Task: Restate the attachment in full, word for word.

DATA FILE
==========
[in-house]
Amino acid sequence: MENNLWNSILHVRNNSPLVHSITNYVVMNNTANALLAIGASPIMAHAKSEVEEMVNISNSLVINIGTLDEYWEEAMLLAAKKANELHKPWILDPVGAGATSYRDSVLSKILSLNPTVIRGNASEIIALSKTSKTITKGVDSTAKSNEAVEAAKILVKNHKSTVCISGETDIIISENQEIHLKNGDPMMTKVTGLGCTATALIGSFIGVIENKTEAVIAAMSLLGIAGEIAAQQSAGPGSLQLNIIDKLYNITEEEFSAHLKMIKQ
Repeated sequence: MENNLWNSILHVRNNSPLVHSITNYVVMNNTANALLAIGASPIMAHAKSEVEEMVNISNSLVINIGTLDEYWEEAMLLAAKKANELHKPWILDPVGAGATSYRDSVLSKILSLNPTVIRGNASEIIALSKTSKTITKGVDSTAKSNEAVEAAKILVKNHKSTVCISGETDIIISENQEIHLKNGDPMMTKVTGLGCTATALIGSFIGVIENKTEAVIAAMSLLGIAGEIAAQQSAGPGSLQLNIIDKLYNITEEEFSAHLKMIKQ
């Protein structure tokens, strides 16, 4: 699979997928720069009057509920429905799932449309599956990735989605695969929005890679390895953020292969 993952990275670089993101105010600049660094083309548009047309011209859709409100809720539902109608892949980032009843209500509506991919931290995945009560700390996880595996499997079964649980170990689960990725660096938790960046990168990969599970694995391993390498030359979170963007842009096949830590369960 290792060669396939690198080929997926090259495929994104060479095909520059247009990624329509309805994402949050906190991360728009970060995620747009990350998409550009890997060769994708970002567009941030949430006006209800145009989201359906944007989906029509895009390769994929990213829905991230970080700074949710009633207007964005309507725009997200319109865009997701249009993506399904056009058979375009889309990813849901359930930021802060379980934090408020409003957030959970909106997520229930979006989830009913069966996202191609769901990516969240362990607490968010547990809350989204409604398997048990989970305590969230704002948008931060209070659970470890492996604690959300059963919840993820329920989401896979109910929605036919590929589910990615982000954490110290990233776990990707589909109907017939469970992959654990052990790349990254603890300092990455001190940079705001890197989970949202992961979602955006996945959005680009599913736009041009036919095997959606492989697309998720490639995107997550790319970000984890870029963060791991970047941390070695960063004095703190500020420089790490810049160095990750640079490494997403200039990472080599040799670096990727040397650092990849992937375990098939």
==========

[in-house]
Amino acid sequence: MENNLWNSILHVRNNSPLVHSITNYVVMNNTANALLAIGASPIMAHAKSEVEEMVNISNSLVINIGTLDEYWEEAMLLAAKKANELHKPWILDPVGAGATSYRDSVLSKILSLNPTVIRGNASEIIALSKTSKTITKGVDSTAKSNEAVEAAKILVKNHKSTVCISGETDIIISENQEIHLKNGDPMMTKVTGLGCTATALIGSFIGVIENKTEAVIAAMSLLGIAGEIAAQQSAGPGSLQLNIIDKLYNITEEEFSAHLKMIKQ
Repeated sequence: MENNLWNSILHVRNNSPLVHSITNYVVMNNTANALLAIGASPIMAHAKSEVEEMVNISNSLVINIGTLDEYWEEAMLLAAKKANELHKPWILDPVGAGATSYRDSVLSKILSLNPTVIRGNASEIIALSKTSKTITKGVDSTAKSNEAVEAAKILVKNHKSTVCISGETDIIISENQEIHLKNGDPMMTKVTGLGCTATALIGSFIGVIENKTEAVIAAMSLLGIAGEIAAQQSAGPGSLQLNIIDKLYNITEEEFSAHLKMIKQ
């Protein structure tokens, strides 16, 4: 699979997928720069009057509920429905799932449309599956990735989605695969929005890679390895953020292969 993952990275670089993101105010600049660094083309548009047309011209859709409100809720539902109608892949980032009843209500509506991919931290995945009560700390996880595996499997079964649980170990689960990725660096938790960046990168990969599970694995391993390498030359979170963007842009096949830590369960 290792060669396939690198080929997926090259495929994104060479095909520059247009990624329509309805994402949050906190991360728009970060995620747009990350998409550009890997060769994708970002567009941030949430006006209800145009989201359906944007989906029509895009390769994929990213829905991230970080700074949710009633207007964005309507725009997200319109865009997701249009993506399904056009058979375009889309990813849901359930930021802060379980934090408020409003957030959970909106997520229930979006989830009913069966996202191609769901990516969240362990607490968010547990809350989204409604398997048990989970305590969230704002948008931060209070659970470890492996604690959300059963919840993820329920989401896979109910929605036919590929589910990615982000954490110290990233776990990707589909109907017939469970992959654990052990790349990254603890300092990455001190940079705001890197989970949202992961979602955006996945959005680009599913736009041009036919095997959606492989697309998720490639995107997550790319970000984890870029963060791991970047941390070695960063004095703190500020420089790490810049160095990750640079490494997403200039990472080599040799670096990727040397650092990849992937375990098939």